In any event, Nicola Barker combines the styles of Whit Stillman (who wrote the screenplays for "Metropolitan," "Barcelona," and "Last Days of Disco"), with Jack Kerouac's classic "On the Road." What you basically have is a bunch of twenty or thirty something men and women who are far too clever, can refer to the most obscure subjects at the drop of a hat, and who listen to the coolest music imaginable. They all have quirky and sometimes androgenous names (e.g. main character and narrator Adair, his larger than life roomate Solomon, Solomon's girlfriend Jalisa, Adair's former male co-worker Hilary, and Adair's two female interests Aphra and Bly). Everyone has something quite deep to say about David Blaine, as well as other unrelated subjects, which get analyzed on an impossibly intellectual level, including (perhaps most interestingly) the western "Shane" (in its novel form). Are otherwise average middle class people who live in England so much more clever than their American counter-parts?
Nicola Barker writes in an interesting and unique voice, which didn't quite do it for me in "Clear." However, if the above sounds interesting to you, you will almost certainly enjoy the book.
Okay, you get the idea and my brain is starting to hurt, so just imagine how painful it would be to read something like that for 300+ pages. Thankfully, I stopped reading at page 55, flipped through the rest of the book and saw that every damn page has loads of parenthesis and italicized words, most of which aren't even necessary. Not only was the style annoying, there's not much plot here, or even interesting clever things being said as promised by all the rave reviews. Even if there was an excellent story here, I would probably not finish it because the style is so freaking distracting. And to think I was planning on reading the author's other novel, Darkmans, first. That one is over 800 pages of the same style of writing!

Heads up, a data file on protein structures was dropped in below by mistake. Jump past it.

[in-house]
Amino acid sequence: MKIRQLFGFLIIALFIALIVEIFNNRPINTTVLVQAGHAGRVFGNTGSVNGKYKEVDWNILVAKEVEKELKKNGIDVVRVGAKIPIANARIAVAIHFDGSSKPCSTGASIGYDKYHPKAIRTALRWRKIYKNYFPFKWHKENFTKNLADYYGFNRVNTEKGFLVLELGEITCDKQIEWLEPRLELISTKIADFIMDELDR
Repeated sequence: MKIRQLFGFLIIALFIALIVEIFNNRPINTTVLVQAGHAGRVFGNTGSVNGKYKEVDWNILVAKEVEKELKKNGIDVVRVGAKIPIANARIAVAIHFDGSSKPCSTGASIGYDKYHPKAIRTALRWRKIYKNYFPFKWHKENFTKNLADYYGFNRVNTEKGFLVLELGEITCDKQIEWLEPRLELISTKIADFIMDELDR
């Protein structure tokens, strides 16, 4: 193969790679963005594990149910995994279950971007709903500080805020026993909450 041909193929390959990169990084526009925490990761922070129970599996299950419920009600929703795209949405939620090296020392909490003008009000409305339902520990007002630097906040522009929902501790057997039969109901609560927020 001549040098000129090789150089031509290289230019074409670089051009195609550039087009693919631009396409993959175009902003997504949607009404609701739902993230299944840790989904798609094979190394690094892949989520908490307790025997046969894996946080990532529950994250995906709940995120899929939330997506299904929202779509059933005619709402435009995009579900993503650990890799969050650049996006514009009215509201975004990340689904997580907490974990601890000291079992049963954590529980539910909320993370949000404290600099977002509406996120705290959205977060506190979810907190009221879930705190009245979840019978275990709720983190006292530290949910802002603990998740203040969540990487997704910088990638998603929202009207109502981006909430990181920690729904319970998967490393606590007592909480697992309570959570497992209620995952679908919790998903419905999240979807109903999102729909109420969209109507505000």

Anyway, I recommend interested readers read the sample provided by Amazon and see if they would like to read a whole book written like that. I also recommend going to Amazon UK for more reviews.
This was my first and last novel by this author.
I guess what I'm trying to say is: if that's your kind of book, you'll probably love this. Most of my classmates in the grad class did.
If that's not your kind of book, you won't like it. *I* didn't.
The book's main theme is that even when we think we are seeing, our perceptions of appearances are deceiving us.
What can be more transparent than an illusionist, David Blaine, who sits suspended in a Perspex box above the Thames while he fasts for 44 days? That central image becomes the fulcrum for this insightful, witty novel about modern conceits.
You soon get a hint that the book is in part about writing when the narrator, Adair Graham MacKenny, opens the narration with ribald praise for the language in Jack Schaefer's Shane. Later, Blaine's very illusion is discussed in terms of a Kafka story. Unlike snobbish novelists, Ms. Barker shares everything you need to know to share her point.
As the story develops, you find yourself in the middle of an enigma wrapped in several mysteries, one Aphra by name, who sits every night watching Blaine in the wee hours while others sleep, who keeps dozens of containers of gourmet food which alternative with regurgitated remnants of such food, and wears outrageous shoes. Aphra's shoe fetish nicely matches Adair's foot fetish, and Adair finds himself in enraptured pursuit. As the mysteries about Aphra are gradually resolved, you begin to appreciate Ms. Barker's point about not knowing what we are seeing. In one powerful passage on page 311, she reveals all in describing Blaine's magic:
"He's like a mirror in which people can see the very best and the very worst of themselves."
Clear goes on to make the point that we all use other people in the same way. It's clear!